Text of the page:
Congress must seize the opportunity to claw back its power

Legislative branch has been complicit in its own diminishment for too long

Over time, Congress has ceded its grip on the “power of the purse” — and the executive branch has gladly stepped in to absorb it, Hedtler-Gaudette and Bydlak write. (Bill Clark/CQ Roll Call file photo)
Over time, Congress has ceded its grip on the “power of the purse” — and the executive branch has gladly stepped in to absorb it, Hedtler-Gaudette and Bydlak write. (Bill Clark/CQ Roll Call file photo)
Posted June 18, 2021 at 6:00am

The Biden administration issued its proposed $6 trillion budget on the Friday before Memorial Day, making it easy to overlook the details amid cookouts and travel.  

But the nitty-gritty details are worth our attention, and Congress needs to ensure that American taxpayer dollars are spent appropriately and efficiently. As it stands, Congress, and therefore the general public, does not have a big enough or clear enough window into exactly how funds are spent, and that needs to change.

There are two things to know about the presidential budget. First, every administration is legally required to produce one and send it to Congress. And second, each such budget proposal is almost immediately dead on arrival. The president’s budget is a messaging document designed to set the administration’s priorities; it rarely looks anything like what congressional leaders hammer out.

This last point is worth emphasizing. Under the Constitution, Congress is the body that ultimately holds the purse strings, wielding the “power of the purse” and making the final decisions on where, when and for what purposes tax dollars are spent. This authority is supposed to be the primary tool that allows Congress to check the executive branch.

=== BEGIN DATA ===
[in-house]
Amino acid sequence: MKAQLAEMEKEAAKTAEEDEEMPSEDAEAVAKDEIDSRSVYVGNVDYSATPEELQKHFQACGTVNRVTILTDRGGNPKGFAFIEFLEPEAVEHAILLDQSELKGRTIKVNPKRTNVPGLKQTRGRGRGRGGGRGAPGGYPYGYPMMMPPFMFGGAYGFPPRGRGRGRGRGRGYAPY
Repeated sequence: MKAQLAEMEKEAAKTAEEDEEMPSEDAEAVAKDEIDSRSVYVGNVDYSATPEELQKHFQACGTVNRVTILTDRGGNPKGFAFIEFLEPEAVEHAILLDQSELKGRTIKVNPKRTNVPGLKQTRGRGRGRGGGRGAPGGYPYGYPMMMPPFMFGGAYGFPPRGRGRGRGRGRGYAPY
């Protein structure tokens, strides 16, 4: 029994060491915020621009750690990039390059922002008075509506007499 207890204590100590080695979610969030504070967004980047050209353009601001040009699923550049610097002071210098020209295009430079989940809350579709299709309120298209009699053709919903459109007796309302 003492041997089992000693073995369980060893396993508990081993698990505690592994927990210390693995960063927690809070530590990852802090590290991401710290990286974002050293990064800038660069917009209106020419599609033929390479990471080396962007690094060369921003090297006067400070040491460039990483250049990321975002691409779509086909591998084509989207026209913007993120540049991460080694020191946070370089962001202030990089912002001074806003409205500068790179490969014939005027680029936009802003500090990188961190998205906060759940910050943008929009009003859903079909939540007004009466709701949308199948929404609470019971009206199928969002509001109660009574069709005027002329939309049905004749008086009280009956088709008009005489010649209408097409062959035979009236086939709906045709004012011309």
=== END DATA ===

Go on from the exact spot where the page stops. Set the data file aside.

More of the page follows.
Yet over time, Congress has ceded its grip on this essential power — and the executive branch has gladly stepped in to absorb it. While the details of executive budgets ultimately may be ignored, there is little question of who sets the spending agenda.

There is plenty of blame to go around, but Congress has no doubt been complicit in its own diminishment. Many now accept that it should take a backseat to the president whenever one party controls the White House and one or both chambers of Congress. In such a political environment, standing up for Congress’ institutional integrity and reining in the excesses of the executive branch seem quaint.

In contrast, when one party controls Congress and another controls the presidency, it suddenly becomes paramount for those in Congress to reclaim traditional authorities and stand up to the “imperial presidency.”

Over the last few months, however, Congress has shown an interest in clawing back its power of the purse, and lawmakers should use the budget process to follow through.